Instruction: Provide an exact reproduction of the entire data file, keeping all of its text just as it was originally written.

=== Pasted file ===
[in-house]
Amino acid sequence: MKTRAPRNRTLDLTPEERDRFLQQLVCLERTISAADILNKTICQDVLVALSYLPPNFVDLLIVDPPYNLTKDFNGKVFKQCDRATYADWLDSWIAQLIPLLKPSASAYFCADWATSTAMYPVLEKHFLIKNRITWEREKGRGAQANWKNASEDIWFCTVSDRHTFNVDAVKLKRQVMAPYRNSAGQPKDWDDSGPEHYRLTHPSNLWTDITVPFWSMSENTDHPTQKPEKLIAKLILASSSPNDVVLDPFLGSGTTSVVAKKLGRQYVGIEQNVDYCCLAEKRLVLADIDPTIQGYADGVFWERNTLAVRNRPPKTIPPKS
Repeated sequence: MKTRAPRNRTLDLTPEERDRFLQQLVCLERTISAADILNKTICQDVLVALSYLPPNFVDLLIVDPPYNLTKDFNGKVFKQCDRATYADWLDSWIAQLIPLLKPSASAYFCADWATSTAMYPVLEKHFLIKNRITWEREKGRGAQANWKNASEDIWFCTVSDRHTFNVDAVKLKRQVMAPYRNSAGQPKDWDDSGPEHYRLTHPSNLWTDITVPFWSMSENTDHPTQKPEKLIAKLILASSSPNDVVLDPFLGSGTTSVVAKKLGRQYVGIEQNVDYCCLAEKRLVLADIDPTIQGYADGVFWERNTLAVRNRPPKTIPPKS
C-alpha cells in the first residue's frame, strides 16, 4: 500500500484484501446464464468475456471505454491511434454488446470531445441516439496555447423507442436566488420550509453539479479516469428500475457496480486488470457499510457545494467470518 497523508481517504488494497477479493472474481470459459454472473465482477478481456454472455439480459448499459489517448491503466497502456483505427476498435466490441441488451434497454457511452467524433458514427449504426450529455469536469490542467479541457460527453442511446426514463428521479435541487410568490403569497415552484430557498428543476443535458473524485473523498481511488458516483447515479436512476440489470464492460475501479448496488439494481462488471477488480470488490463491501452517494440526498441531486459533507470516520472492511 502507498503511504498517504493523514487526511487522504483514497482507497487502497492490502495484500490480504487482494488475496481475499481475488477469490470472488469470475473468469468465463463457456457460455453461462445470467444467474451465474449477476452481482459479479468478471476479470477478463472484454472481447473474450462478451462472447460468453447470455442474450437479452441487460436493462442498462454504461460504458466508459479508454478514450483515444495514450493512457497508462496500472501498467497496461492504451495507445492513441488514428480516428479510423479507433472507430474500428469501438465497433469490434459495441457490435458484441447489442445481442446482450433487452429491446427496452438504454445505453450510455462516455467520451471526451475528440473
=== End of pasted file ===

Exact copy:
[in-house]
Amino acid sequence: MKTRAPRNRTLDLTPEERDRFLQQLVCLERTISAADILNKTICQDVLVALSYLPPNFVDLLIVDPPYNLTKDFNGKVFKQCDRATYADWLDSWIAQLIPLLKPSASAYFCADWATSTAMYPVLEKHFLIKNRITWEREKGRGAQANWKNASEDIWFCTVSDRHTFNVDAVKLKRQVMAPYRNSAGQPKDWDDSGPEHYRLTHPSNLWTDITVPFWSMSENTDHPTQKPEKLIAKLILASSSPNDVVLDPFLGSGTTSVVAKKLGRQYVGIEQNVDYCCLAEKRLVLADIDPTIQGYADGVFWERNTLAVRNRPPKTIPPKS
Repeated sequence: MKTRAPRNRTLDLTPEERDRFLQQLVCLERTISAADILNKTICQDVLVALSYLPPNFVDLLIVDPPYNLTKDFNGKVFKQCDRATYADWLDSWIAQLIPLLKPSASAYFCADWATSTAMYPVLEKHFLIKNRITWEREKGRGAQANWKNASEDIWFCTVSDRHTFNVDAVKLKRQVMAPYRNSAGQPKDWDDSGPEHYRLTHPSNLWTDITVPFWSMSENTDHPTQKPEKLIAKLILASSSPNDVVLDPFLGSGTTSVVAKKLGRQYVGIEQNVDYCCLAEKRLVLADIDPTIQGYADGVFWERNTLAVRNRPPKTIPPKS
C-alpha cells in the first residue's frame, strides 16, 4: 500500500484484501446464464468475456471505454491511434454488446470531445441516439496555447423507442436566488420550509453539479479516469428500475457496480486488470457499510457545494467470518 497523508481517504488494497477479493472474481470459459454472473465482477478481456454472455439480459448499459489517448491503466497502456483505427476498435466490441441488451434497454457511452467524433458514427449504426450529455469536469490542467479541457460527453442511446426514463428521479435541487410568490403569497415552484430557498428543476443535458473524485473523498481511488458516483447515479436512476440489470464492460475501479448496488439494481462488471477488480470488490463491501452517494440526498441531486459533507470516520472492511 502507498503511504498517504493523514487526511487522504483514497482507497487502497492490502495484500490480504487482494488475496481475499481475488477469490470472488469470475473468469468465463463457456457460455453461462445470467444467474451465474449477476452481482459479479468478471476479470477478463472484454472481447473474450462478451462472447460468453447470455442474450437479452441487460436493462442498462454504461460504458466508459479508454478514450483515444495514450493512457497508462496500472501498467497496461492504451495507445492513441488514428480516428479510423479507433472507430474500428469501438465497433469490434459495441457490435458484441447489442445481442446482450433487452429491446427496452438504454445505453450510455462516455467520451471526451475528440473